Around 90 campers from kindergarten to twelfth grade in the Caribbean Summer Youth Alive and Big Island Adventure Camp eagerly clustered around representatives from local marine and environmental agencies who told the children about the mangroves, the pond, salt marsh, the beach and the coral reef.
The purpose of the Field Days program, sponsored by St. Croix Environmental Association, was for local students to interact with and learn about their environment.
John Farchette, the East End Marine Park ranger for the Department of Planning and Natural Resources, told the older students about the watershed and how it relates to the sea. He told how just a single drop of motor oil in a gallon of water can be toxic to humans, and how all of the drops of oil, transmission fluid, brake fluid, and all the other fluids from cars, get into and impact the sea surrounding St. Croix.
“When the students learn about and understand our natural and cultural resources, they will be able to address issues that come up with the environment,” Farchette said.
Migdalia Roach, also from the Marine Park, had the students in third and fourth grade take part in a skit about all of the sea creatures playing a part in keeping the coral reef clean and healthy.
Marcia Taylor, from the University of the Virgin Islands Marine Advisory services, gathered fifth and sixth graders around her under a sea grape tree for a session on identifying shells, urchins, sea biscuits, coral and sponges. Then she led them on an exploratory hike on the beach to find the sea creatures she had shown them.
“We want the local children to learn about what's in their environment,” Taylor said. “I want them to recognize and know what plants or animals are here.”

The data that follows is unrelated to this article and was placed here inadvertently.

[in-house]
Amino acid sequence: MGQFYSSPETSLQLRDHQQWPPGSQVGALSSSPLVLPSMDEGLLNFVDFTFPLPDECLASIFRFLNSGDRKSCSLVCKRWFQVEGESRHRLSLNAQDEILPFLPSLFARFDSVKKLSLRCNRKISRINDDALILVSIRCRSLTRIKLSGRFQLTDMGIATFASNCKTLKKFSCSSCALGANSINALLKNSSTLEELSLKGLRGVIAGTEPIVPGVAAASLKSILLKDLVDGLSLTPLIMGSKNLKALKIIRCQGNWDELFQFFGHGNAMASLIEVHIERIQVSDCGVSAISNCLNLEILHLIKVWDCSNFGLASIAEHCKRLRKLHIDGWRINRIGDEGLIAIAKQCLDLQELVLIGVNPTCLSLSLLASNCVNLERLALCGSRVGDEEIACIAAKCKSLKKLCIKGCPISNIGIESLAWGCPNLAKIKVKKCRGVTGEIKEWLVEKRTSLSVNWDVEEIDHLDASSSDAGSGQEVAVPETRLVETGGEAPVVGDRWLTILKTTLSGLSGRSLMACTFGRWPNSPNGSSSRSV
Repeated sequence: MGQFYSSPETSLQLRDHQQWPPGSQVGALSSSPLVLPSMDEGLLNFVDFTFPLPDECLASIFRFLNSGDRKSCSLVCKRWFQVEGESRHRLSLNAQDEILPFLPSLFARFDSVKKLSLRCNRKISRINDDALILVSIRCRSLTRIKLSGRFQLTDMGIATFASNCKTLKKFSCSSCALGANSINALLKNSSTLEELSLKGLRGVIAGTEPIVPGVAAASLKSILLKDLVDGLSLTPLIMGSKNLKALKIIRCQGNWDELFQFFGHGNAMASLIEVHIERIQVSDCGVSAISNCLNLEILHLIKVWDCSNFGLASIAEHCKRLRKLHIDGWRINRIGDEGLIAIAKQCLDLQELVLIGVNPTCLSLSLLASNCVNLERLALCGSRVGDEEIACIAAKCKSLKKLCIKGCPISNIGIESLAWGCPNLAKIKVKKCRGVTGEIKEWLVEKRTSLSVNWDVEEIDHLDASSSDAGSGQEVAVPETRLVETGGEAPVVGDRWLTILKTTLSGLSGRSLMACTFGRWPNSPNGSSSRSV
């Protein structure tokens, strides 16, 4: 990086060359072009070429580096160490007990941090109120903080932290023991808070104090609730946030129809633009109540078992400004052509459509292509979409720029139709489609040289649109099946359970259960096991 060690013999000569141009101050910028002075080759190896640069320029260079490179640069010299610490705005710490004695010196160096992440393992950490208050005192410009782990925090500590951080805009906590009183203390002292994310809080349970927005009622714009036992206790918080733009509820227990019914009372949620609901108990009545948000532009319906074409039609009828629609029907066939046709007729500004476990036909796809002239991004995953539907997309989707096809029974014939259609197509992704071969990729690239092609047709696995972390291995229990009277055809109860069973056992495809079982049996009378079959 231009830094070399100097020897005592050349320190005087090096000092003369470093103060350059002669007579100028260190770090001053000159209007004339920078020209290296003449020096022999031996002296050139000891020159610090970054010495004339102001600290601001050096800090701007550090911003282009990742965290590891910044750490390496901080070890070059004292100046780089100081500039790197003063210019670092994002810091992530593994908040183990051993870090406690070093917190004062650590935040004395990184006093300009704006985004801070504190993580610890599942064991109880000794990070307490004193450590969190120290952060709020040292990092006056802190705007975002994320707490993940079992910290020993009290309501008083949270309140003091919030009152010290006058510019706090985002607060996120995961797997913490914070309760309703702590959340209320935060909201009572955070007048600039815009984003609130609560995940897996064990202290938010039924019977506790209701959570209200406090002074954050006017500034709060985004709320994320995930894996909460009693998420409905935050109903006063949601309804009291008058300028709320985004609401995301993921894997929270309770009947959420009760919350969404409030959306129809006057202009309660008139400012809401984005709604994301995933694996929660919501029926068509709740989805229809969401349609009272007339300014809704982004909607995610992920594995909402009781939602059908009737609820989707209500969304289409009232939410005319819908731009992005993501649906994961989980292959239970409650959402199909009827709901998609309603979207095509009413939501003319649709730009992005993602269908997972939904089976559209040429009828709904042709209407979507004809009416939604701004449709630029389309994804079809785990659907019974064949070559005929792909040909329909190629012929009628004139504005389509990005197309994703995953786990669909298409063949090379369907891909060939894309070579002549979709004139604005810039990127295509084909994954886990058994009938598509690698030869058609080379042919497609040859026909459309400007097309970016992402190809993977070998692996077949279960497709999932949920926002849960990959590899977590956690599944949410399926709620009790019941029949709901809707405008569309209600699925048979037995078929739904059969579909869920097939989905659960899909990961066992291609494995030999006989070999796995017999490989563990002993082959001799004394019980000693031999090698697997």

Sharon Grimes, from the Virgin Islands Network Environmental Educators, played a “Leave It or Take It” game with the youngest campers, using a bucket of sand and a bucket of water covered with a T-shirt. The children put their hand through the sleeve and pulled out objects found in the sea or on the beach. They had to determine if the object was trash to be taken and disposed of or if it was part of nature to be left on the beach.
Jennifer Travis, visitors' services specialist for the U.S. Fish and Wildlife Service at Sandy Point Wildlife Refuge, played a sea creature identification game with the little ones.
Kristen Moy, a volunteer with the National Park Services, staged a stuffed hawksbill sea turtle nesting on the beach. The children pretended to be sea turtle scientists and collected data.
“It was cool to learn about the turtles and keep the data,” said 10-year-old Lahenri Buckley. “But I don't know why people go and get the eggs.”
Kaima Liburd and Leah Motta, environmental specialists with DPNR’s Water Quality Management program, told the fifth- and sixth-graders about water pollution and how it affects the environment and their health.
Julian Samartino, 11, said he learned about staying healthy and keeping germs and sewage out of the water. “The real lesson I learned was about the $50,000 fine if you get caught polluting the sea,” Samartino said.
Lynnea Roberts, environmental education coordinator for SEA, organized the field day and led a walk through the salt marsh and pond that was more mud than water. Roberts said the boys who came back with mud up to their knees and higher loved it.
“The boys said the hike was awesome,” Roberts said.
Roberts said SEA would like to do field days at the reserve for all public and private school second-graders on St. Croix. They are planning on having it instituted in the upcoming school year.